What we are talking about here is a problem that pits those who understand the freestanding value of art against everybody else. The enemies of art come in all sorts of ideological guises. There are the neo-conservative supplysiders, the academic Leninists, and the Duchampian aesthetes. Who could be surprised, given the highfalutin philistinism that is the order of the day, when a few weeks ago the Museum of Contemporary Art (MOCA) in Los Angeles announced that its new director was going to be an art dealer, Jeffrey Deitch. Some New York critics were elated; the pick was said to be “creative” and “inspired.” You might imagine that after what Wall Street had done to the U.S. economy there would be questions about Deitch, who once upon a time was a Citibank VP and created the bank’s art advisory and art finance programs, but I guess Deitch gives Wall Street a Warholesque appeal. Deitch goes to Los Angeles as the servant of Eli Broad, the billionaire art collector who pulled a cash-strapped MOCA from the brink and must see in Deitch a man who knows how to do glamorous on the cheap. At Deitch Projects, his downtown Manhattan venue, the solid gold confetti of the Chelsea galleries and the uptown auction houses has been reimagined as dimestore glitz, and I suppose that’s what Deitch will now proceed to do with MOCA. He could sell off a Pollock and let a thousand graffiti artists bloom. And why does Deitch want the job? Another finalist was Tobias Meyer, the auctioneer who runs Sotheby’s contemporary art department worldwide and was a hero of the go-go art market that tanked not too long ago. I wonder if either Deitch or Meyer would have considered such a job five years ago, when they were the darlings of the boom. After helping wreck the art world, are they now glad to jump ship and wreck a museum or two?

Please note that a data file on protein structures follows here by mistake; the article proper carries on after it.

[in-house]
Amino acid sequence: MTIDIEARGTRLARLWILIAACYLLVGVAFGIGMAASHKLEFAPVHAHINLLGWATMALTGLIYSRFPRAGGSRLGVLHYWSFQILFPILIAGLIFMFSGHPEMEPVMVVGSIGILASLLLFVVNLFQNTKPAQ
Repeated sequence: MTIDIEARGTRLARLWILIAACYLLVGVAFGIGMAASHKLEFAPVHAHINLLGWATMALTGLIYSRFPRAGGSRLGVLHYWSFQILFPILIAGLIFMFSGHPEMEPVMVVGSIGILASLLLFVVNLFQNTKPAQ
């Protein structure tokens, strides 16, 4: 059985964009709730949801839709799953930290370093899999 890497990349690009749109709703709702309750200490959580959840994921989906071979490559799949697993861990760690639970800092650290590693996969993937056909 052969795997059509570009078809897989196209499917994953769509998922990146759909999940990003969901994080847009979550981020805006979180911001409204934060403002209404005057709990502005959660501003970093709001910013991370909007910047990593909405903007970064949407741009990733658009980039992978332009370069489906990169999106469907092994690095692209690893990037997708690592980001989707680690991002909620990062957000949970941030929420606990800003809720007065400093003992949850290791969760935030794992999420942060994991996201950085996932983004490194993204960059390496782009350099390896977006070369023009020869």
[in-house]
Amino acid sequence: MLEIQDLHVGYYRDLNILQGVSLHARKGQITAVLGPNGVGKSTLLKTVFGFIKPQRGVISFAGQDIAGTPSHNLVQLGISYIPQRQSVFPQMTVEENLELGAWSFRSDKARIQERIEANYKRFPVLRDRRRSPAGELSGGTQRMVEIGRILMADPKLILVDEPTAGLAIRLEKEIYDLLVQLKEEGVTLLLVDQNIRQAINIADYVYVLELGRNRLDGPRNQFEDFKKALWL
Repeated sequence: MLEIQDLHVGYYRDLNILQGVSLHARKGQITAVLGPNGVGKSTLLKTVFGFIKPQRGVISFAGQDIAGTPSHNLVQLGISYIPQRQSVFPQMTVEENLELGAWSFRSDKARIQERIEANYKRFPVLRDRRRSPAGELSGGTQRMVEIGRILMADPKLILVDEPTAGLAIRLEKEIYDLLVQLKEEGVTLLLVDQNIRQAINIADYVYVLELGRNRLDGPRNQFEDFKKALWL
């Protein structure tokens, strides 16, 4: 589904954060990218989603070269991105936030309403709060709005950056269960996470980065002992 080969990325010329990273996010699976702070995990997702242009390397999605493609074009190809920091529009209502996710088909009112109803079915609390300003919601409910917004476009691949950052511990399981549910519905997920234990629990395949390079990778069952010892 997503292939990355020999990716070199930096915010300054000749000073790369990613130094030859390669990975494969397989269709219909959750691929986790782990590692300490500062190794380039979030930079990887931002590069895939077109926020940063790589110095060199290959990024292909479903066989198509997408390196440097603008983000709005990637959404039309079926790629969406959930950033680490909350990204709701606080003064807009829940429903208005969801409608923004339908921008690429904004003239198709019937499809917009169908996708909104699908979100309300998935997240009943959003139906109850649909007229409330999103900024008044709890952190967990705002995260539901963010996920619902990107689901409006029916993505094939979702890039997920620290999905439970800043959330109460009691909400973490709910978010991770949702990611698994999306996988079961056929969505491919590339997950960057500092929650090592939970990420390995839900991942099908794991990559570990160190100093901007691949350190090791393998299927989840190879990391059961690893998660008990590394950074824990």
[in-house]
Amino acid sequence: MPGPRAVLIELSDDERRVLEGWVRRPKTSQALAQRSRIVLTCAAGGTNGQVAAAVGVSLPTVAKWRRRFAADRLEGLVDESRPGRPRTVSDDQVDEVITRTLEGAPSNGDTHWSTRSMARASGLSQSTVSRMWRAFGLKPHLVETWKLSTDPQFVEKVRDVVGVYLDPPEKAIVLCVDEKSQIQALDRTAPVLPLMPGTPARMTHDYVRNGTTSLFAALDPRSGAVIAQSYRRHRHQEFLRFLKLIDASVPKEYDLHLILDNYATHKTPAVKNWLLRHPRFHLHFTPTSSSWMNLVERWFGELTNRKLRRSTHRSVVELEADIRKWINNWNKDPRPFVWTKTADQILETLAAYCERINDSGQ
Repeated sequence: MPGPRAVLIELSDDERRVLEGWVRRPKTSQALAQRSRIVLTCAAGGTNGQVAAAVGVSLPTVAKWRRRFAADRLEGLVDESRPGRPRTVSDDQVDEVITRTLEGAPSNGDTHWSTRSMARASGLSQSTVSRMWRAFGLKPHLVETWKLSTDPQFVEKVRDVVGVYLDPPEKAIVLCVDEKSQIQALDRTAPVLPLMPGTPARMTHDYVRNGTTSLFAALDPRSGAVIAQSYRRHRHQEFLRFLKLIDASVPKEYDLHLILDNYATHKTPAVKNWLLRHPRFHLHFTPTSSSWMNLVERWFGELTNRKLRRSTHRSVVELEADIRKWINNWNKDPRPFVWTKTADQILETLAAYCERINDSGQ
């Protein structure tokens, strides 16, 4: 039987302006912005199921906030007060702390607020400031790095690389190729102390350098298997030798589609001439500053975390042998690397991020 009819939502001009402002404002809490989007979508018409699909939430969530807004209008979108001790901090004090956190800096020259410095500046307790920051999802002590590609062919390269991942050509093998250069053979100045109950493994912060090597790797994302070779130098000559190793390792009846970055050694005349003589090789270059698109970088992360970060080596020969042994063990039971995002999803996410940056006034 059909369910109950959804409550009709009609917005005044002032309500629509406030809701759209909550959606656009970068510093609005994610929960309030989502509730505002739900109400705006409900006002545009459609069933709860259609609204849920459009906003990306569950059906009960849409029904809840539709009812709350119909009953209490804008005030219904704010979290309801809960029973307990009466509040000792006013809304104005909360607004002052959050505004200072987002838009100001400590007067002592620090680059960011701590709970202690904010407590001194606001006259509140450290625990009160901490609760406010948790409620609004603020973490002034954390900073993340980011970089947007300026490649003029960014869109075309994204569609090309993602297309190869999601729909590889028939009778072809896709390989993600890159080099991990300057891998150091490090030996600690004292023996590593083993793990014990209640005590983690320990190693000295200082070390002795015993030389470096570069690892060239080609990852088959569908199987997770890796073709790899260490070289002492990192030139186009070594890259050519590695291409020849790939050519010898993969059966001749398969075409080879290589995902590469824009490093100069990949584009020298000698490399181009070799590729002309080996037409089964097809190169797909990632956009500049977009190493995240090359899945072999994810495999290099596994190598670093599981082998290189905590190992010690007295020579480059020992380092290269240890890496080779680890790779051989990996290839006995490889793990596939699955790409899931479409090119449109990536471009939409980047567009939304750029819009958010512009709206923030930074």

But there is very little that anybody can do about Eli Broad and Jeffrey Deitch and their ilk. Our only chance right now is if the people who still recognize the freestanding value of art take a decisive stand. What has been most troubling in recent months is a sense that our greatest institutions—the Metropolitan Museum of Art for one—are allowing the recession to shape their thinking. Enough of small-is-beautiful. Now is the time for Thomas Campbell, the new director at the Met, to announce some wildly ambitious projects, something important and difficult and costly, something that will put the business side of the museum in a sweat. We might all begin by taking a deep breath and remembering what the Museum of Modern Art did during the Great Depression. They decided to build their first freestanding home, a daring modernist structure on West 53rd Street. Talk about crazy schemes. Discussions began in 1934. By the spring of 1936, the necessary parcels of land had been acquired and a building committee was at work. The new museum, which cost about $2 million, opened in 1939. When culture is at stake, financial considerations cannot be allowed to rule. Cultural institutions must be fiscally responsible. They must also be artistically responsible. And when it comes to the arts there is such a thing as too much realism. Tell that to the donors. Who knows? Maybe somebody will get the message and pull out a checkbook.

Jed Perl is the art critic of The New Republic.